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Opinion

‘Volvo has to work hard to maintain its reputation as a maker of the safest cars on the planet’

Mike Rutherford thinks it’s hard work keeping an enviable reputation intact, especially with new brands snapping hard at your heels

Volvo - opinion

Professionally and personally I tend to mostly like, sometimes love, and occasionally loathe the things that car companies say and do. But with Volvo it’s a genuine case of all three.

First, the bits I like most: I’ve driven combustion-engined Volvos on frozen lakes in Sweden, the forests of Finland and some of the hottest and coldest tracks and trails in Canada and the USA – all with 100 per cent reliability (apart from a rear light failure) and satisfaction, ta very much.

Back home I’ve bought and run old-school, tank-like second-hand Volvos for decades. The P1800 ES that I purchased 30-odd years ago (and still have in my modest collection) was/is best because it’s a usable, practical classic that’s never let me down. Another favourite was the pig-ugly 850 estate, which I decided was the safest wagon for transporting the most ‘precious goods’ I’ve ever had – my two kids.

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Friends and relatives with demanding jobs and schedules have chosen second-hand Volvos as workhorses, too. Among them is my cop pal DC Dave who had an S60 before moving on to two V60s. Then there’s my continent-hopping musician/photographer friend Steve Crispe, who picked up a 2010 V50 for a steal (hundreds, not thousands). It serves him well on commutes between England and deepest France.

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Our Volvos have rarely, if ever, suffered breakdowns, MoT fails or other problems.  What’s not to like about the above safe, ultra-reliable motors, bought for a song after their original owners took the big depreciation hits? And, what’s not to love about the imminent, pure-electric EX30, with its promised starting price of £33,795?  That’s a basic Volvo EV for bog-standard Vauxhall Corsa Electric money. Madness.

That’s all the good, positive stuff. But as regular readers will know, I had a major issue with a Volvo test car that was supposed to be delivered to me last month, but never made it. “Dead as a dodo” was how Volvo’s Brand Ambassador described it to me, and I promised I’d let you know what happened. It took a while to find out, but this £83,000 XC90 plug-in hybrid suffered “a poor connection within the high-voltage system.”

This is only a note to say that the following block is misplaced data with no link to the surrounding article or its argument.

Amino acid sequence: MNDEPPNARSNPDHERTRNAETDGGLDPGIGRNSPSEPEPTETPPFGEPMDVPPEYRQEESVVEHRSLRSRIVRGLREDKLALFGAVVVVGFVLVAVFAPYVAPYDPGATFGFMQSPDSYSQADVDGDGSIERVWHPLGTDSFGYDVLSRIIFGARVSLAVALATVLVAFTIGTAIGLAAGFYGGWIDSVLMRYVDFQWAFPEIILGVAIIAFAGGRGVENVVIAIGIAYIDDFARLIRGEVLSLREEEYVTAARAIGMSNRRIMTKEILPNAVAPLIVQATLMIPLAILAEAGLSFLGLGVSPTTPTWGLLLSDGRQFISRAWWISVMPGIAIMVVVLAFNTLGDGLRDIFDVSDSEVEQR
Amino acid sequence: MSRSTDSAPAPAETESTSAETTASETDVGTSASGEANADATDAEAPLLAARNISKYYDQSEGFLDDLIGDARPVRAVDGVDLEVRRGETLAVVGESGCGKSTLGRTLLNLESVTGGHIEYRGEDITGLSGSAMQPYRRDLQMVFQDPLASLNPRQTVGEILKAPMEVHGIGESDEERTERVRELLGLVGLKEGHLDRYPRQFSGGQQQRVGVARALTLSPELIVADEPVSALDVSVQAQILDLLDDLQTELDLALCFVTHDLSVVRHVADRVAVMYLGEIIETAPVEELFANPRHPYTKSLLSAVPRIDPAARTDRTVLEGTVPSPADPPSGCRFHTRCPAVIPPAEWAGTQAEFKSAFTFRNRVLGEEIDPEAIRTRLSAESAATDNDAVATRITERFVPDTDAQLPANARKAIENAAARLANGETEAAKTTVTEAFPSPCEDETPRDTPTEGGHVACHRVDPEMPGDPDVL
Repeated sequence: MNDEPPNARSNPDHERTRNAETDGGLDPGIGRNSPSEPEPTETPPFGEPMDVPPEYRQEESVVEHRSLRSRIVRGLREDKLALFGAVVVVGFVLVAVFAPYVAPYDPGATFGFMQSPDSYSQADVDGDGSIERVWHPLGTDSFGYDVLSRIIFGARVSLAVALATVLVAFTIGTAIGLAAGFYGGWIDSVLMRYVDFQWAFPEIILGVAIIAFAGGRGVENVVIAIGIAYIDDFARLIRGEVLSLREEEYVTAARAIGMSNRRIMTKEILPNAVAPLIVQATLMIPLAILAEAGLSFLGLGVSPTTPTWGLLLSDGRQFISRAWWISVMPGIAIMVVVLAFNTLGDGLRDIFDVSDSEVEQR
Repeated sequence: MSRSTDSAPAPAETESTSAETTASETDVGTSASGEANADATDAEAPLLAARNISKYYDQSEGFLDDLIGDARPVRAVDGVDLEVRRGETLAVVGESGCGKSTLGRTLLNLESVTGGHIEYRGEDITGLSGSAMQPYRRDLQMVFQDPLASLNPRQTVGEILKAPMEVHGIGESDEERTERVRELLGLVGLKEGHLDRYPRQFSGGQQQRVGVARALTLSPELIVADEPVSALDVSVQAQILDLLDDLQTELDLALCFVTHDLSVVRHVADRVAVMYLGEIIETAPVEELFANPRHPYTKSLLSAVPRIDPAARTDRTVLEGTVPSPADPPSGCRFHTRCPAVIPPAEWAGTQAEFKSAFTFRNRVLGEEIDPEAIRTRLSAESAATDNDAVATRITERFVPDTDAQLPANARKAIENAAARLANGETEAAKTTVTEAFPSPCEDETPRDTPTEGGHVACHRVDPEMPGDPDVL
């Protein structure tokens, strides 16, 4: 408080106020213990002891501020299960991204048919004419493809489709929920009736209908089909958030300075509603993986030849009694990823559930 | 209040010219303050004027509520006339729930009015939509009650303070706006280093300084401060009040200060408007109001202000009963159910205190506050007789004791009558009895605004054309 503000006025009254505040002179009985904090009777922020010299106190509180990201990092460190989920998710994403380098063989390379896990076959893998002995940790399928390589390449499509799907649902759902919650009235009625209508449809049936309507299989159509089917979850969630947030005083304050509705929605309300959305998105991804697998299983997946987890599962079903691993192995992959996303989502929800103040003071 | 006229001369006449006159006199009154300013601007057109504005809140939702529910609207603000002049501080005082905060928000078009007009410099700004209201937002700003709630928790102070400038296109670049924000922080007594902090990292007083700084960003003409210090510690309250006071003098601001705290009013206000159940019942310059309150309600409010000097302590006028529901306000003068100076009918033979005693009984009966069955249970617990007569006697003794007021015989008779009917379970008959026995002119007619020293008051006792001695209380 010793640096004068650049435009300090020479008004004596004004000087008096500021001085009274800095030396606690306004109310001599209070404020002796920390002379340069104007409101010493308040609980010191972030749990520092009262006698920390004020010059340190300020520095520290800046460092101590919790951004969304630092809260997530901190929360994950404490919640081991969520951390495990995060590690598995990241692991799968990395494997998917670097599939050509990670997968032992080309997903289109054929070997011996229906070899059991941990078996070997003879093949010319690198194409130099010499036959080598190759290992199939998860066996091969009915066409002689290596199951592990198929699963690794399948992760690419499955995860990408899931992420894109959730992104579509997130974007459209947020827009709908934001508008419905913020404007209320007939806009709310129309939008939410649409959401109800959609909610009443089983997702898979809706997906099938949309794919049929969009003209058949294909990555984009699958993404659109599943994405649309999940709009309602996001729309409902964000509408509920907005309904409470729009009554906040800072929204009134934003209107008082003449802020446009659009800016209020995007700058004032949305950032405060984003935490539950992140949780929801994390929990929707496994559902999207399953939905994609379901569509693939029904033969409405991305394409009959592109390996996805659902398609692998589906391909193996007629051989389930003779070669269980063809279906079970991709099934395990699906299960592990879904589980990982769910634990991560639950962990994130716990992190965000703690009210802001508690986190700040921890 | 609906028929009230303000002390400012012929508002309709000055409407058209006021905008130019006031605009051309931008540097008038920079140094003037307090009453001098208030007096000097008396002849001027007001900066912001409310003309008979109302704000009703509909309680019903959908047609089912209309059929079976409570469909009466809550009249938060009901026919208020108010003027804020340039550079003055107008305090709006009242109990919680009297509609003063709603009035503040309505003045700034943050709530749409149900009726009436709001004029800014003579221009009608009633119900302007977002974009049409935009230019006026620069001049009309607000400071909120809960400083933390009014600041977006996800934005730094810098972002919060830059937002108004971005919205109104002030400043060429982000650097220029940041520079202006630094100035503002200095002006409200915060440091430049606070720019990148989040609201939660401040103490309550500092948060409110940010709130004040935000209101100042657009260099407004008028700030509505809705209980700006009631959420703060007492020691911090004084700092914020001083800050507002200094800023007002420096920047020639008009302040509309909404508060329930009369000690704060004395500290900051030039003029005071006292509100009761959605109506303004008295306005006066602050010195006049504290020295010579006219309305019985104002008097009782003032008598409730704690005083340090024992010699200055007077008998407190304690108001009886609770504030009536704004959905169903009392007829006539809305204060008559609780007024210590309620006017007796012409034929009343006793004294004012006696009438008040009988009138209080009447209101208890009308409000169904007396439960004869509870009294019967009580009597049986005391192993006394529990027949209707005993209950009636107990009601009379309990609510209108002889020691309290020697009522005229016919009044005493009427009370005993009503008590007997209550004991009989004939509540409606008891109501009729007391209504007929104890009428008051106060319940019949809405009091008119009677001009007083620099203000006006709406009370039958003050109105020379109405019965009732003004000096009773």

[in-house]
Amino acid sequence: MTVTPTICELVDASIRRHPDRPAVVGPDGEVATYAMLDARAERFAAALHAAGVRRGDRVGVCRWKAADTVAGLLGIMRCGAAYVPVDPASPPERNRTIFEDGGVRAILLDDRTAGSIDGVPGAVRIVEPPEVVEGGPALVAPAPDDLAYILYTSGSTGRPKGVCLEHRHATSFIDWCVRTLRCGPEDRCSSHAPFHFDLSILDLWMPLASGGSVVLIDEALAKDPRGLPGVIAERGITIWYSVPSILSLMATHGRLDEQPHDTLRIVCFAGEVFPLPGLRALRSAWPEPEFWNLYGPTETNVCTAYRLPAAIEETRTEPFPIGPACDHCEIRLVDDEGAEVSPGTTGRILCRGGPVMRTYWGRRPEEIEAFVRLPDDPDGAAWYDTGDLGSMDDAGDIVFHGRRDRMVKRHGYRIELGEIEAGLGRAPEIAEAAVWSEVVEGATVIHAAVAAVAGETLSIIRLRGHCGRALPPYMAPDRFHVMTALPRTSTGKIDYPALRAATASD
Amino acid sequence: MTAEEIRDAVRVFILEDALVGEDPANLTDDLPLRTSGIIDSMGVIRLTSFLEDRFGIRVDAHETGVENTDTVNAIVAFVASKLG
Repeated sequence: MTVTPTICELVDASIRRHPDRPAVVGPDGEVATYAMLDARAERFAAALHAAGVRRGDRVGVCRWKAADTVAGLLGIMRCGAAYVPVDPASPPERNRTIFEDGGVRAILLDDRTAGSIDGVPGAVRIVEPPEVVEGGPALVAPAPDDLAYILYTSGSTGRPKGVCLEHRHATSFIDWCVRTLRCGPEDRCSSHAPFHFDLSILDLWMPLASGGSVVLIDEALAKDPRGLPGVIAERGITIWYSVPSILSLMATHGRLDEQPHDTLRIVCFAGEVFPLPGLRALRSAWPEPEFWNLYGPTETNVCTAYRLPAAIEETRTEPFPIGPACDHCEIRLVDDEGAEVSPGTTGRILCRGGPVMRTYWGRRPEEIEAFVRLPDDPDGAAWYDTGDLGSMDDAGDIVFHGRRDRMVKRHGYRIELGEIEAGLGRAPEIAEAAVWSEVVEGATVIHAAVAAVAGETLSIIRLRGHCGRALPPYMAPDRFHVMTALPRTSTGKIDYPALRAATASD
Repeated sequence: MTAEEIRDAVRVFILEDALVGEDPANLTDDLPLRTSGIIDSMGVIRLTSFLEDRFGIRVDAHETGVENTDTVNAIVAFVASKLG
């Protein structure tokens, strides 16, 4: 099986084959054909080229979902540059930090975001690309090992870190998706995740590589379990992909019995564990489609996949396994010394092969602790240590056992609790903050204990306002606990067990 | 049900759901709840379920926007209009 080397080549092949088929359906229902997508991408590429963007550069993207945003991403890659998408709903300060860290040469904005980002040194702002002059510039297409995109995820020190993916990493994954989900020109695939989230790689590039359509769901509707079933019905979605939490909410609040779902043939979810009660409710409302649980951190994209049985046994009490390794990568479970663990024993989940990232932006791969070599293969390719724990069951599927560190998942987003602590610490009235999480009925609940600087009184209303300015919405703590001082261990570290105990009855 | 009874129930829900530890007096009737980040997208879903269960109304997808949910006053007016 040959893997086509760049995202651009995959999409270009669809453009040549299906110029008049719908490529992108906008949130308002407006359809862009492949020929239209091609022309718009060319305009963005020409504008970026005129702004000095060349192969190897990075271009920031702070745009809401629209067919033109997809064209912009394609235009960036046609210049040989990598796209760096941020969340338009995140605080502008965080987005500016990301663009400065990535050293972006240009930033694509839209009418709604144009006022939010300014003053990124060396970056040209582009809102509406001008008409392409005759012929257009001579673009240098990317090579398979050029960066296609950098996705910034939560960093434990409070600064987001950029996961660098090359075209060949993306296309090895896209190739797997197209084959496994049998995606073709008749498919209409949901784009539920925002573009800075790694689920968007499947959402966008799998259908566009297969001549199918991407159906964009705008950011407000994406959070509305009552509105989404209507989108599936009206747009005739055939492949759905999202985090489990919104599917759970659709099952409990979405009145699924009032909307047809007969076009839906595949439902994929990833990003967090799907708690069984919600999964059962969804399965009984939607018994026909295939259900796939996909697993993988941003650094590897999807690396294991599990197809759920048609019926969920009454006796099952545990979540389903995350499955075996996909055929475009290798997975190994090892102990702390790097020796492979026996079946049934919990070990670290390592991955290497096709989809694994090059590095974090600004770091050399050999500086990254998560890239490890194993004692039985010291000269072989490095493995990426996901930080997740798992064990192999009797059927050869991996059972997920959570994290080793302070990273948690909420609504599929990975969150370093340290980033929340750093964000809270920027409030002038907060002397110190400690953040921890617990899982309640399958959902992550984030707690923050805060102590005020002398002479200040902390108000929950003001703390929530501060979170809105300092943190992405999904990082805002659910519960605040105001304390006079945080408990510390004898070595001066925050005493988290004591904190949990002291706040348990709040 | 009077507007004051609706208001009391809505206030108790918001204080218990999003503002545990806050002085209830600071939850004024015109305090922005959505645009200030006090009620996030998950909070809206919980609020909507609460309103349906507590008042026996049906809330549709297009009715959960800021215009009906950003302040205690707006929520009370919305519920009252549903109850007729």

“This is very unusual,” Volvo told me. “With the assistance of our global technical support team, we were able to get to the root of the issue and restore the connection. Now that it’s been rectified, the vehicle is performing normally again.” Whatever normal is – I never did find out. The inference is that something shook loose, but you’d hope that a high-voltage connection would be as safe as houses, wouldn’t you?

It’s amazing how easy reputations are to lose – and Volvo has one that was enviable, as the maker of the safest cars on the planet. It’s hard work keeping those reputations intact, especially with new brands snapping hard at your heels. Cars go wrong; they always have and always will – although that should be a lot less likely these days. Technology has many benefits, but whatever the plus point of a “high-voltage system” is, if it’s likely to go wrong, I for one would rather do without.

Click here for our review of the new all-electric Volvo EX30...

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Chief columnist

Mike was one of the founding fathers of Auto Express in 1988. He's been motoring editor on four tabloid newspapers - London Evening News, The Sun, News of the World & Daily Mirror. He was also a weekly columnist on the Daily Telegraph, The Independent and The Sunday Times. 

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